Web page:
Some six percent of global altimetry measurements are typically discarded because the instrument can't get accurate readings in areas of ocean calm or "slicks" caused by a lack of wind and waves, or by surface films created by blooms of phytoplankton or oil spills. Because millions of altimeter measurements are made per year, that six percent translates into a huge amount of unused data.
The improvement comes from a modeling technique developed by scientists that should enhance and expand the number of altimeter measurements that NASA can collect -- using the Jason-1 satellite -- from the equatorial Pacific Ocean where El Nino events originate. Jason-1, launched in 2001, is a joint NASA/Centre National d'Études Spatiales or CNE (the French government space agency) mission.
Says co-author Doug Vandemark, now a radar engineer/oceanographer and research professor at the University of New Hampshire's Institute for the Study of Earth, Oceans, and Space (EOS), "Every year our altimeters make something like 10 million ocean measurements so being able to recover at least a portion of that six percent gives us better information on sea-surface height. The percentage is much higher than six for calmer equatorial regions such as the Pacific, which tells us about where the bulge of water is that controls the El Nino."
Picture the Pacific Ocean as a big bathtub. A bulge in the western end -- created by warm water and winds -- can set off an El Nino event by creating a wave that propagates very quickly along the equator from Asia towards the Americas, eventually inducing large water temperature changes along the coasts of South and North America. When the bulge makes its inevitable and slower return back, that's a La Nina event.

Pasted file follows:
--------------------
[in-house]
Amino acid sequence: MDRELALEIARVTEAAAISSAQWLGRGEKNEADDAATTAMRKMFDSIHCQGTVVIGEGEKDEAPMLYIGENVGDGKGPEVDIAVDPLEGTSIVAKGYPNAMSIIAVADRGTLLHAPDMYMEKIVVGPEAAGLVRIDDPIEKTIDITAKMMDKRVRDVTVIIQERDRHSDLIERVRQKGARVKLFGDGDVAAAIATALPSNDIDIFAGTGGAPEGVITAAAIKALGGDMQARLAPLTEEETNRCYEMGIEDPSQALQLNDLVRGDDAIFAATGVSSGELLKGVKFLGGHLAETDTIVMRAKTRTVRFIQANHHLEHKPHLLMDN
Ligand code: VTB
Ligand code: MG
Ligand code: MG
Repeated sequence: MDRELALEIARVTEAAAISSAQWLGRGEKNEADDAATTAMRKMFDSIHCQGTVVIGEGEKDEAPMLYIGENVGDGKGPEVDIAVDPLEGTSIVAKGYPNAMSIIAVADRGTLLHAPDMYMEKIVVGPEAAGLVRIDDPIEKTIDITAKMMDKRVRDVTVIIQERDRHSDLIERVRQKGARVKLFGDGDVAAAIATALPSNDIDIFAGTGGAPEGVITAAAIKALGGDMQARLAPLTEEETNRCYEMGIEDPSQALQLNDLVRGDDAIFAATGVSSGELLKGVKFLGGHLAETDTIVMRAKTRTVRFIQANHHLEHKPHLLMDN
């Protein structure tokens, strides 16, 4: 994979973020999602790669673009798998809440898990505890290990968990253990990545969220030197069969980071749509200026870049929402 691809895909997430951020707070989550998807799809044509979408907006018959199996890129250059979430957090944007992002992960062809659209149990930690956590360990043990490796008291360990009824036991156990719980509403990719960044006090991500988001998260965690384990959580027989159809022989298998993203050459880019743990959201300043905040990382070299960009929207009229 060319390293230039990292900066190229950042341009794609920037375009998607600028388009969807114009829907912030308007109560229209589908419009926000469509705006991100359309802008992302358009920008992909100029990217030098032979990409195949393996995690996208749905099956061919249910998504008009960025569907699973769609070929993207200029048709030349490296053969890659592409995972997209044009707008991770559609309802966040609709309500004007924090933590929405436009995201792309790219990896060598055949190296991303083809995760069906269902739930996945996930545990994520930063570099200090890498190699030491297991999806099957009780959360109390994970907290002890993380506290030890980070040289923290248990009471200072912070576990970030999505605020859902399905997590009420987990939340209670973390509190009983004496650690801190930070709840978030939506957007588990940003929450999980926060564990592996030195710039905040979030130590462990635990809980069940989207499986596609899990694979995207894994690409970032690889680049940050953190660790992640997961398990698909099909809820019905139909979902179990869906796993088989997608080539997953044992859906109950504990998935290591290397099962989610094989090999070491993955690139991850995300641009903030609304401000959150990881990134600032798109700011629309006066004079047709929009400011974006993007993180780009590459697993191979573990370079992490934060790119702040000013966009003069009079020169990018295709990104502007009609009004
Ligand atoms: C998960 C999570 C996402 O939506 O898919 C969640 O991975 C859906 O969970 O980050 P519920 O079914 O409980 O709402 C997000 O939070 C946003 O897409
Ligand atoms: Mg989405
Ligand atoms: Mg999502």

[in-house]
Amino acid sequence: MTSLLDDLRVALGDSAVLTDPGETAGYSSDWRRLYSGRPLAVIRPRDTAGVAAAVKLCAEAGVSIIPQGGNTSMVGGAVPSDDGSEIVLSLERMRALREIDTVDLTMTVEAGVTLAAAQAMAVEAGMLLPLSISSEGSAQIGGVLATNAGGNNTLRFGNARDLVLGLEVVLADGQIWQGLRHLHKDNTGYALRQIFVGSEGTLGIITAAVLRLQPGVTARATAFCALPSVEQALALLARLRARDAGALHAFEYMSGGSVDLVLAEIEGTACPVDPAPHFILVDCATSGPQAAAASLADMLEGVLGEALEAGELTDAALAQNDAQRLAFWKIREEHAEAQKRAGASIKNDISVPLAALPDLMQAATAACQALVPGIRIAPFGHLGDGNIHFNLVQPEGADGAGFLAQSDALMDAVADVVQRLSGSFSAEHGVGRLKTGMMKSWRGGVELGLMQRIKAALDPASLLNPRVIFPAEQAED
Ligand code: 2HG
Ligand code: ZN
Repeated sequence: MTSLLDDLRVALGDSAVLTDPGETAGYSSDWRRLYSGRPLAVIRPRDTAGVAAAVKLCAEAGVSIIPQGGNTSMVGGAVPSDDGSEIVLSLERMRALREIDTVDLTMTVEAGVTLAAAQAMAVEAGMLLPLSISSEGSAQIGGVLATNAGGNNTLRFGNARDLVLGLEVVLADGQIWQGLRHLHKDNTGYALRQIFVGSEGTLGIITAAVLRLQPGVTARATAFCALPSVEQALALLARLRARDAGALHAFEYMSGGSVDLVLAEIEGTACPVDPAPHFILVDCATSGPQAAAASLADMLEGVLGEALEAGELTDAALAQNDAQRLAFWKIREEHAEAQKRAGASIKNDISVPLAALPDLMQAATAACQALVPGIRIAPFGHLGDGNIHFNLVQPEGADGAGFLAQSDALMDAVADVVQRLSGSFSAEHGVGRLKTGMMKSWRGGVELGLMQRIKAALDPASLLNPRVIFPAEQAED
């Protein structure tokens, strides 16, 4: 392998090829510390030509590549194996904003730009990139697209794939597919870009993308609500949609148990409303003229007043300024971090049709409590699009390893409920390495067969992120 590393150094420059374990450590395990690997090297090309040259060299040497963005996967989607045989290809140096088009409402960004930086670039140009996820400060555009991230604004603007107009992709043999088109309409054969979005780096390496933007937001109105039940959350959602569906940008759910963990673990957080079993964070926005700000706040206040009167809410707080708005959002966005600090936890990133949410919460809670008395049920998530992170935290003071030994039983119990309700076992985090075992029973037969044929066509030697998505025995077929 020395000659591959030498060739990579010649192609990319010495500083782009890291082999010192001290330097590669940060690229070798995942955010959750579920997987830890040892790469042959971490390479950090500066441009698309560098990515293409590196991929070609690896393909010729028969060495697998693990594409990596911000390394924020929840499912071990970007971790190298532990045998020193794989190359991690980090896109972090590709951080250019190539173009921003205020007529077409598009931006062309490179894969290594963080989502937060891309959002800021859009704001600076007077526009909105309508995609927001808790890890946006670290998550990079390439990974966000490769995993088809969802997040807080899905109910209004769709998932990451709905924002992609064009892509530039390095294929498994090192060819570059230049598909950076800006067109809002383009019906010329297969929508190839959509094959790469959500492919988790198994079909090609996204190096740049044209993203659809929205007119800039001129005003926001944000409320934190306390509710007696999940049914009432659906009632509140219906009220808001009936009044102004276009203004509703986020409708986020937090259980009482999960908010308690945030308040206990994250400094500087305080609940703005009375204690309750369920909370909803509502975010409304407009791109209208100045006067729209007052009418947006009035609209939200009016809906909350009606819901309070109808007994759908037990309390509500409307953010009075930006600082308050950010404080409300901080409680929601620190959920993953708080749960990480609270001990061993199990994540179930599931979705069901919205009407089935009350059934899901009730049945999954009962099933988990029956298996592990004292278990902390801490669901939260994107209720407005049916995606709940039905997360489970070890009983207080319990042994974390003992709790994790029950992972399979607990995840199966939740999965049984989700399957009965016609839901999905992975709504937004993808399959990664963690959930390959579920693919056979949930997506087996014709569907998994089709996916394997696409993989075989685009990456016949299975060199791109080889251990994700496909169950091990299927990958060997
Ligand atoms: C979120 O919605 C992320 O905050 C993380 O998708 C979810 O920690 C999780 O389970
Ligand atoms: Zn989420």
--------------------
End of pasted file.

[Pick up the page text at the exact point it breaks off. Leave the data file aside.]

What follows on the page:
Says the JGR paper's lead author, Jean Tournadre of Laboratoire d'Oceanographie Saptiale, Institut Francais de Recherche pour l'Exploitation de la Mer, "Satellite altimetry has become a standard tool for ocean modeling and climatology studies." He adds, "Altimeters provide precise measurements of sea-surface topography, the significant wave height, and the small-scale roughness of the sea surface." Indeed, a radar altimeter can measure sea height down to one centimeter.
Altimetry works by sending 1,800 separate radar pulses per second down towards Earth from a height of some 800 kilometers and recording how long their echoes take to bounce back. The authors' work with what Vandemark calls "the problematic subset of echoes from very smooth ocean areas" suggests that altimeters may now be able to estimate the spatial extent of these smooth areas as well and to recover more sea level estimates.
Vandemark notes that having more accurate equatorial Pacific Ocean measurements "provides agencies like NASA and NOAA more measurements for El Nino prediction and tracking." NOAA, the National Oceanic and Atmospheric Administration, is responsible for forecasting El Nino events, just as its National Weather Service is responsible for weather forecasting and warnings.
Radar altimetry has been around for only 15 years and in that time has revolutionized the study of the ocean. Among its other scientific uses, altimetry is also used to monitor the ocean's circulation patterns, glaciers, predict the strength of hurricanes, and measure river and lake levels worldwide.
To learn more about ocean surface topography from space, visit http://sealevel.jpl.nasa.gov.
Last reviewed: By John M. Grohol, Psy.D. on 21 Feb 2009
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